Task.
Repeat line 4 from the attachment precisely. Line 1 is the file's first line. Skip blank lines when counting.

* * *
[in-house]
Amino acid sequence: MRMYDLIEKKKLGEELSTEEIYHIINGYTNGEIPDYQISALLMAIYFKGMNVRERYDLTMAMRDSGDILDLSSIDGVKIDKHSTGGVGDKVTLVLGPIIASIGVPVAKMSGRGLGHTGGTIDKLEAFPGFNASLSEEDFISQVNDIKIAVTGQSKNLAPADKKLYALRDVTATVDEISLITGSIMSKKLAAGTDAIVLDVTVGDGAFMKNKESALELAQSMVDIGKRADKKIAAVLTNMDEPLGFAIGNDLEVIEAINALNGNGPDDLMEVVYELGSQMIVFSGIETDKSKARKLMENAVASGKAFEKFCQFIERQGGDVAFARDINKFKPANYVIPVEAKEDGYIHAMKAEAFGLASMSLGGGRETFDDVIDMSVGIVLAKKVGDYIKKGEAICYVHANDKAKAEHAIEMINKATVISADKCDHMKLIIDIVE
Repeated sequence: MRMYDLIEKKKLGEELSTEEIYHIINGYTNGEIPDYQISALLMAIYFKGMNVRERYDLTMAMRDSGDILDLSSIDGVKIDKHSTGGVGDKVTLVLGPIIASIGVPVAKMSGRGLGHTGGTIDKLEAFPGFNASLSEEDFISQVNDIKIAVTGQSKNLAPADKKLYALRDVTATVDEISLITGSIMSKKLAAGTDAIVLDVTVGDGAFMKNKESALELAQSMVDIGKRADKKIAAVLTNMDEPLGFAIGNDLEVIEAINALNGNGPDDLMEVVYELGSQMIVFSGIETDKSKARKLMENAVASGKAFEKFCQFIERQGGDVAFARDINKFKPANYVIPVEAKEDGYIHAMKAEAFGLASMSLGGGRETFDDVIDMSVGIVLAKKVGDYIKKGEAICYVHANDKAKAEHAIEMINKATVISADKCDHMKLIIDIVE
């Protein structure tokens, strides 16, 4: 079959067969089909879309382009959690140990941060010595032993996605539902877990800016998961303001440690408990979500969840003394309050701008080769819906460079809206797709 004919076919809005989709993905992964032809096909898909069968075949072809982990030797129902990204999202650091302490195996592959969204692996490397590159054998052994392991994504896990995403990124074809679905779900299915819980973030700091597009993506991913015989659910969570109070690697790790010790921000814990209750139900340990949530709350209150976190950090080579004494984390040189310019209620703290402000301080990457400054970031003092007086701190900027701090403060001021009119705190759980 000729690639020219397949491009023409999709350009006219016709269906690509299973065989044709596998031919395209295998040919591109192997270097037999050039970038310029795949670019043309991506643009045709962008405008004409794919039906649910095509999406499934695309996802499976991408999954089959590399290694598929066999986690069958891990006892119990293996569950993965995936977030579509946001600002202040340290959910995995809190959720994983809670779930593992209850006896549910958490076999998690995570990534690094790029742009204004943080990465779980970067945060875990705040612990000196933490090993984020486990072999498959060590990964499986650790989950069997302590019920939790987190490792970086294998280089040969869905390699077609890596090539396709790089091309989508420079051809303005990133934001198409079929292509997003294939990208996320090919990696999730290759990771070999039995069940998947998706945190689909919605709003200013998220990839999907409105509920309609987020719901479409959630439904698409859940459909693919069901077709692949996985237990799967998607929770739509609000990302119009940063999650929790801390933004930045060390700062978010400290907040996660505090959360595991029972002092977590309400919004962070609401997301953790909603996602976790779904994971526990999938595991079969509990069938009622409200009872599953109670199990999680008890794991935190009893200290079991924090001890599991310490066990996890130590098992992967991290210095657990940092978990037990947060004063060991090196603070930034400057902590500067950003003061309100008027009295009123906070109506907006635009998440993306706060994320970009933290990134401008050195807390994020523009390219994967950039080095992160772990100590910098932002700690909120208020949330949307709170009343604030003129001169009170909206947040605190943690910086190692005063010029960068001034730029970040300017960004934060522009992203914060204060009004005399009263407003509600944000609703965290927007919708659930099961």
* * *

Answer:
């Protein structure tokens, strides 16, 4: 079959067969089909879309382009959690140990941060010595032993996605539902877990800016998961303001440690408990979500969840003394309050701008080769819906460079809206797709 004919076919809005989709993905992964032809096909898909069968075949072809982990030797129902990204999202650091302490195996592959969204692996490397590159054998052994392991994504896990995403990124074809679905779900299915819980973030700091597009993506991913015989659910969570109070690697790790010790921000814990209750139900340990949530709350209150976190950090080579004494984390040189310019209620703290402000301080990457400054970031003092007086701190900027701090403060001021009119705190759980 000729690639020219397949491009023409999709350009006219016709269906690509299973065989044709596998031919395209295998040919591109192997270097037999050039970038310029795949670019043309991506643009045709962008405008004409794919039906649910095509999406499934695309996802499976991408999954089959590399290694598929066999986690069958891990006892119990293996569950993965995936977030579509946001600002202040340290959910995995809190959720994983809670779930593992209850006896549910958490076999998690995570990534690094790029742009204004943080990465779980970067945060875990705040612990000196933490090993984020486990072999498959060590990964499986650790989950069997302590019920939790987190490792970086294998280089040969869905390699077609890596090539396709790089091309989508420079051809303005990133934001198409079929292509997003294939990208996320090919990696999730290759990771070999039995069940998947998706945190689909919605709003200013998220990839999907409105509920309609987020719901479409959630439904698409859940459909693919069901077709692949996985237990799967998607929770739509609000990302119009940063999650929790801390933004930045060390700062978010400290907040996660505090959360595991029972002092977590309400919004962070609401997301953790909603996602976790779904994971526990999938595991079969509990069938009622409200009872599953109670199990999680008890794991935190009893200290079991924090001890599991310490066990996890130590098992992967991290210095657990940092978990037990947060004063060991090196603070930034400057902590500067950003003061309100008027009295009123906070109506907006635009998440993306706060994320970009933290990134401008050195807390994020523009390219994967950039080095992160772990100590910098932002700690909120208020949330949307709170009343604030003129001169009170909206947040605190943690910086190692005063010029960068001034730029970040300017960004934060522009992203914060204060009004005399009263407003509600944000609703965290927007919708659930099961």